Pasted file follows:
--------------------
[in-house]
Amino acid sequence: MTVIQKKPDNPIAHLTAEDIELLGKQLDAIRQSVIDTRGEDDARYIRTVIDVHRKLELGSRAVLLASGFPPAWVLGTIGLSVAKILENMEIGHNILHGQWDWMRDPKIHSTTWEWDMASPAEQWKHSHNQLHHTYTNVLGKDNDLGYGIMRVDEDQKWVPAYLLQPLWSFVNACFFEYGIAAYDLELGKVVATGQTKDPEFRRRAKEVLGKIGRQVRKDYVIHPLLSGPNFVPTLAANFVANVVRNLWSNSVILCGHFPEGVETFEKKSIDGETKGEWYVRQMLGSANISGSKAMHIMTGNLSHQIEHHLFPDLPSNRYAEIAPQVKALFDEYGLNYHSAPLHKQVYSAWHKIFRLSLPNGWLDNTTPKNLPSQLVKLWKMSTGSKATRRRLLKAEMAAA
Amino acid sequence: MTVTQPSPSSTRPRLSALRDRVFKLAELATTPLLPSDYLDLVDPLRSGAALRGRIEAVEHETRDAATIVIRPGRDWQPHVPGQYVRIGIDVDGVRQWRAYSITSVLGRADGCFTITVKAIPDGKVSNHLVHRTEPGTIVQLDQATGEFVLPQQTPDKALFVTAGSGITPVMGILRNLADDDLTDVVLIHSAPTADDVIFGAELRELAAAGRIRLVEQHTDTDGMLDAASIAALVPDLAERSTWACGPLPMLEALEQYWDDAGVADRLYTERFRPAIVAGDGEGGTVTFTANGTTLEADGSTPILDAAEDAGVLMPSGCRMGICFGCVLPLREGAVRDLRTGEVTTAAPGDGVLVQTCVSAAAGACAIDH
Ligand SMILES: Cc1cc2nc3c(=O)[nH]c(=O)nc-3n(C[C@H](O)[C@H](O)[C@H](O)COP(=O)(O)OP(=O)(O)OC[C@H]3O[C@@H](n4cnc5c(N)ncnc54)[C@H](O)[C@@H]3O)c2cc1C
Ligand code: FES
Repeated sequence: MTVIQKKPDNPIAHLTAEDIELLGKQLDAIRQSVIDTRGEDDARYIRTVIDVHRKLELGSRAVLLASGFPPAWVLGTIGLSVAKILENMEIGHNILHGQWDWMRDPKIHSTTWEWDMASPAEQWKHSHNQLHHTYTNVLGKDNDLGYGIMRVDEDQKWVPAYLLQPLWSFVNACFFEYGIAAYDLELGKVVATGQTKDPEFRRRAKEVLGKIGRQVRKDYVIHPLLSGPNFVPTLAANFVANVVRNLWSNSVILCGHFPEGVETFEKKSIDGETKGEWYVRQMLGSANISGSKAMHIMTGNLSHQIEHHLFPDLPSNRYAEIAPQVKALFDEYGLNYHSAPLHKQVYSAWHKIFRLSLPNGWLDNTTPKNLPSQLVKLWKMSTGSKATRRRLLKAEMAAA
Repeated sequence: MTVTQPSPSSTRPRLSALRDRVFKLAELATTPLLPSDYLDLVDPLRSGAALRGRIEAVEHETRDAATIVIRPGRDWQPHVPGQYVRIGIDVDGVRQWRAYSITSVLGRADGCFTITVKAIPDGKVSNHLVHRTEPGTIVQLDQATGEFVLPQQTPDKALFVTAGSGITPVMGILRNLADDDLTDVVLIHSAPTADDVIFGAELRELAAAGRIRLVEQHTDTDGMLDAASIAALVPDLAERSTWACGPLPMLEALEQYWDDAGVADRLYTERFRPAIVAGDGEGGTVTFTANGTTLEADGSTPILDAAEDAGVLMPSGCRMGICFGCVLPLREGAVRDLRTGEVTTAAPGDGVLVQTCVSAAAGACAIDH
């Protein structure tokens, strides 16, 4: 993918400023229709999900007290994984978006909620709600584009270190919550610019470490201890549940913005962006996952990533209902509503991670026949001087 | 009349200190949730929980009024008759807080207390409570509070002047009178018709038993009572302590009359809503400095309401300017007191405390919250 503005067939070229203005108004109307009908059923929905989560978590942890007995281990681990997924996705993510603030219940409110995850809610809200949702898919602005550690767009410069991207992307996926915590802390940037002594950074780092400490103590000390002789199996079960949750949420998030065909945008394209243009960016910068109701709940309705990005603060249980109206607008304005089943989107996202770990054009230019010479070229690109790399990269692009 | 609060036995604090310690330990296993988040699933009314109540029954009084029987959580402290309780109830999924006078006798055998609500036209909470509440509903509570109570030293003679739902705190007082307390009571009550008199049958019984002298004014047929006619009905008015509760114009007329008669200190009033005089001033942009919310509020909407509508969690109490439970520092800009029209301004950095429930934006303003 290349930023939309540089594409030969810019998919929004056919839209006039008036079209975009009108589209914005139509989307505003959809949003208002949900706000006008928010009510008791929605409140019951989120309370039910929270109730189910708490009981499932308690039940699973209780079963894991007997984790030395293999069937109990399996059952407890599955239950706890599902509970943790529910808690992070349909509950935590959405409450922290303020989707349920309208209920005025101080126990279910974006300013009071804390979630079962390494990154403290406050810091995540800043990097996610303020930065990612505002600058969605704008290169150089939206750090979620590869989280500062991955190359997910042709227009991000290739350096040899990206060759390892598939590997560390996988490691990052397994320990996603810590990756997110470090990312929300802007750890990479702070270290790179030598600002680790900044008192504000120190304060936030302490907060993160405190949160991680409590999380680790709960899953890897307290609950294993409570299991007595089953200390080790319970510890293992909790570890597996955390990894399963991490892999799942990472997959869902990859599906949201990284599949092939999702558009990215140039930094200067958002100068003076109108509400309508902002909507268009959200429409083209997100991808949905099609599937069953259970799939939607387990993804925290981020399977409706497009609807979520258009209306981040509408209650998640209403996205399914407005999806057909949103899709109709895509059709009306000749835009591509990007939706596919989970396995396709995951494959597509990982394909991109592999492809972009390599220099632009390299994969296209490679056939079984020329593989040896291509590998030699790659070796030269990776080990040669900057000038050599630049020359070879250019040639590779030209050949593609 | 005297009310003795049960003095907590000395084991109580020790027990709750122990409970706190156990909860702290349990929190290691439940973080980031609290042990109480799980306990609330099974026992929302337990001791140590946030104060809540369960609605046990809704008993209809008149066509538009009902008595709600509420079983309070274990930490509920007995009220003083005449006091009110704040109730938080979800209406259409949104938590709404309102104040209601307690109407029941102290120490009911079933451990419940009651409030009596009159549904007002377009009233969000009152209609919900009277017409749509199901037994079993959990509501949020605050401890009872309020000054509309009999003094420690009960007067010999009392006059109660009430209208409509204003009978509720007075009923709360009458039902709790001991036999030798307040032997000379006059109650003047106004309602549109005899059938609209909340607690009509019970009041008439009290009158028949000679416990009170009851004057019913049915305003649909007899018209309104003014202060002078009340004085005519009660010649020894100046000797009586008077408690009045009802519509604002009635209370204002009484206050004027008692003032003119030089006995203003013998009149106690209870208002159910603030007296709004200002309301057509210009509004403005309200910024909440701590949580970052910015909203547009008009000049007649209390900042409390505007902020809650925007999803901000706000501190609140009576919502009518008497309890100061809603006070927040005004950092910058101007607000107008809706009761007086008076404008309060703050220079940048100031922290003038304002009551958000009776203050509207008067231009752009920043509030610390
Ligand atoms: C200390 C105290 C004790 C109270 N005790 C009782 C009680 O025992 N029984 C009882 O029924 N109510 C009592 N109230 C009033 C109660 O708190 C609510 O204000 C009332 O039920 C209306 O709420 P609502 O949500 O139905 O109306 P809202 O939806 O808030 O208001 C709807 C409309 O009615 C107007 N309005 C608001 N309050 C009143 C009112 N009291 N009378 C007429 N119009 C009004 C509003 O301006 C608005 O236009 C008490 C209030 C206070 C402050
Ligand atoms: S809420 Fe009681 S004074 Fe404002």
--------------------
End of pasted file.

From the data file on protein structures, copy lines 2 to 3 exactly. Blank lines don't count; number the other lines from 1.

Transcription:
Amino acid sequence: MTVIQKKPDNPIAHLTAEDIELLGKQLDAIRQSVIDTRGEDDARYIRTVIDVHRKLELGSRAVLLASGFPPAWVLGTIGLSVAKILENMEIGHNILHGQWDWMRDPKIHSTTWEWDMASPAEQWKHSHNQLHHTYTNVLGKDNDLGYGIMRVDEDQKWVPAYLLQPLWSFVNACFFEYGIAAYDLELGKVVATGQTKDPEFRRRAKEVLGKIGRQVRKDYVIHPLLSGPNFVPTLAANFVANVVRNLWSNSVILCGHFPEGVETFEKKSIDGETKGEWYVRQMLGSANISGSKAMHIMTGNLSHQIEHHLFPDLPSNRYAEIAPQVKALFDEYGLNYHSAPLHKQVYSAWHKIFRLSLPNGWLDNTTPKNLPSQLVKLWKMSTGSKATRRRLLKAEMAAA
Amino acid sequence: MTVTQPSPSSTRPRLSALRDRVFKLAELATTPLLPSDYLDLVDPLRSGAALRGRIEAVEHETRDAATIVIRPGRDWQPHVPGQYVRIGIDVDGVRQWRAYSITSVLGRADGCFTITVKAIPDGKVSNHLVHRTEPGTIVQLDQATGEFVLPQQTPDKALFVTAGSGITPVMGILRNLADDDLTDVVLIHSAPTADDVIFGAELRELAAAGRIRLVEQHTDTDGMLDAASIAALVPDLAERSTWACGPLPMLEALEQYWDDAGVADRLYTERFRPAIVAGDGEGGTVTFTANGTTLEADGSTPILDAAEDAGVLMPSGCRMGICFGCVLPLREGAVRDLRTGEVTTAAPGDGVLVQTCVSAAAGACAIDH